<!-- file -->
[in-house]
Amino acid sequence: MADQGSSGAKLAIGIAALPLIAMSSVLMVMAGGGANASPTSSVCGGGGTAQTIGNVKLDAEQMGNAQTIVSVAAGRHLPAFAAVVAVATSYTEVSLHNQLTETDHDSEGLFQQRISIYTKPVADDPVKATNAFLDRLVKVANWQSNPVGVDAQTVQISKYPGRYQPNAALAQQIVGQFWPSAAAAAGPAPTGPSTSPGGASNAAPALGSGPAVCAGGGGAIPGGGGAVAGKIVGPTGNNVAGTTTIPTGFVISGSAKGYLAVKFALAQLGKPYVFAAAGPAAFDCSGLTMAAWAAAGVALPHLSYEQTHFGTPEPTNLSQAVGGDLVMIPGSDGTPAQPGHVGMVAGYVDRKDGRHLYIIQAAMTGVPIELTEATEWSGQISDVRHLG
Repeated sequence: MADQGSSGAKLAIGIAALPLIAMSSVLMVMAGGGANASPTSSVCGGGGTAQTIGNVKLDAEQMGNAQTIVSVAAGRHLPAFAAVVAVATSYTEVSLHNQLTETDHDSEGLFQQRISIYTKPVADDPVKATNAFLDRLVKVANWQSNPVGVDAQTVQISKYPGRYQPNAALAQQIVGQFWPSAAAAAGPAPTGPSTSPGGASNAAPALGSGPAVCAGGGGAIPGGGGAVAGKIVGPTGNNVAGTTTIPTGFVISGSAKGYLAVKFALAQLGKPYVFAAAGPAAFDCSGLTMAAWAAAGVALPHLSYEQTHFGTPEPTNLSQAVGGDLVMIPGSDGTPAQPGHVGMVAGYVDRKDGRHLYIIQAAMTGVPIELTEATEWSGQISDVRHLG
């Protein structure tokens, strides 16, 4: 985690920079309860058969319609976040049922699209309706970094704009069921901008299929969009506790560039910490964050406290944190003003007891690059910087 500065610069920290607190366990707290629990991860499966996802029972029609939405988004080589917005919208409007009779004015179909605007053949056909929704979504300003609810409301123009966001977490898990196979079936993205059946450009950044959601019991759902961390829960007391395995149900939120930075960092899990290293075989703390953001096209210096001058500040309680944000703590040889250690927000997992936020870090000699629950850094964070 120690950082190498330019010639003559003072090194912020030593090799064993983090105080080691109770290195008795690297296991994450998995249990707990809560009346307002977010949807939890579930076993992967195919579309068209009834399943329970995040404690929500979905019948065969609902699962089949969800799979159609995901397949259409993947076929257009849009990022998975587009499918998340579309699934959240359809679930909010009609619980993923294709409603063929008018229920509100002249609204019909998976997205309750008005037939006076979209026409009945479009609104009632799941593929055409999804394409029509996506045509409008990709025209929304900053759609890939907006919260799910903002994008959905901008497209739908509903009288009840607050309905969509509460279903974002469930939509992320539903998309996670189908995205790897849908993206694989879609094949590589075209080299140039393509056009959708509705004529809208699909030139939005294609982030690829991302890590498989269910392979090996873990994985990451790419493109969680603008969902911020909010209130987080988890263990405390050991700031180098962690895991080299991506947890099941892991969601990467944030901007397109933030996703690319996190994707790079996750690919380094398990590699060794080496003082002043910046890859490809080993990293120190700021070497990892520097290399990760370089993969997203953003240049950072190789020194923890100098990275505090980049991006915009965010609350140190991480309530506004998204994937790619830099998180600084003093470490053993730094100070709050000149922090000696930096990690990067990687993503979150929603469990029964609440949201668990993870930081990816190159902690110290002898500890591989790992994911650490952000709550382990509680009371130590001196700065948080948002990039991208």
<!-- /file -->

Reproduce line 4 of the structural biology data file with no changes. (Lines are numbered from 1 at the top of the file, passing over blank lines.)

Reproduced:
């Protein structure tokens, strides 16, 4: 985690920079309860058969319609976040049922699209309706970094704009069921901008299929969009506790560039910490964050406290944190003003007891690059910087 500065610069920290607190366990707290629990991860499966996802029972029609939405988004080589917005919208409007009779004015179909605007053949056909929704979504300003609810409301123009966001977490898990196979079936993205059946450009950044959601019991759902961390829960007391395995149900939120930075960092899990290293075989703390953001096209210096001058500040309680944000703590040889250690927000997992936020870090000699629950850094964070 120690950082190498330019010639003559003072090194912020030593090799064993983090105080080691109770290195008795690297296991994450998995249990707990809560009346307002977010949807939890579930076993992967195919579309068209009834399943329970995040404690929500979905019948065969609902699962089949969800799979159609995901397949259409993947076929257009849009990022998975587009499918998340579309699934959240359809679930909010009609619980993923294709409603063929008018229920509100002249609204019909998976997205309750008005037939006076979209026409009945479009609104009632799941593929055409999804394409029509996506045509409008990709025209929304900053759609890939907006919260799910903002994008959905901008497209739908509903009288009840607050309905969509509460279903974002469930939509992320539903998309996670189908995205790897849908993206694989879609094949590589075209080299140039393509056009959708509705004529809208699909030139939005294609982030690829991302890590498989269910392979090996873990994985990451790419493109969680603008969902911020909010209130987080988890263990405390050991700031180098962690895991080299991506947890099941892991969601990467944030901007397109933030996703690319996190994707790079996750690919380094398990590699060794080496003082002043910046890859490809080993990293120190700021070497990892520097290399990760370089993969997203953003240049950072190789020194923890100098990275505090980049991006915009965010609350140190991480309530506004998204994937790619830099998180600084003093470490053993730094100070709050000149922090000696930096990690990067990687993503979150929603469990029964609440949201668990993870930081990816190159902690110290002898500890591989790992994911650490952000709550382990509680009371130590001196700065948080948002990039991208």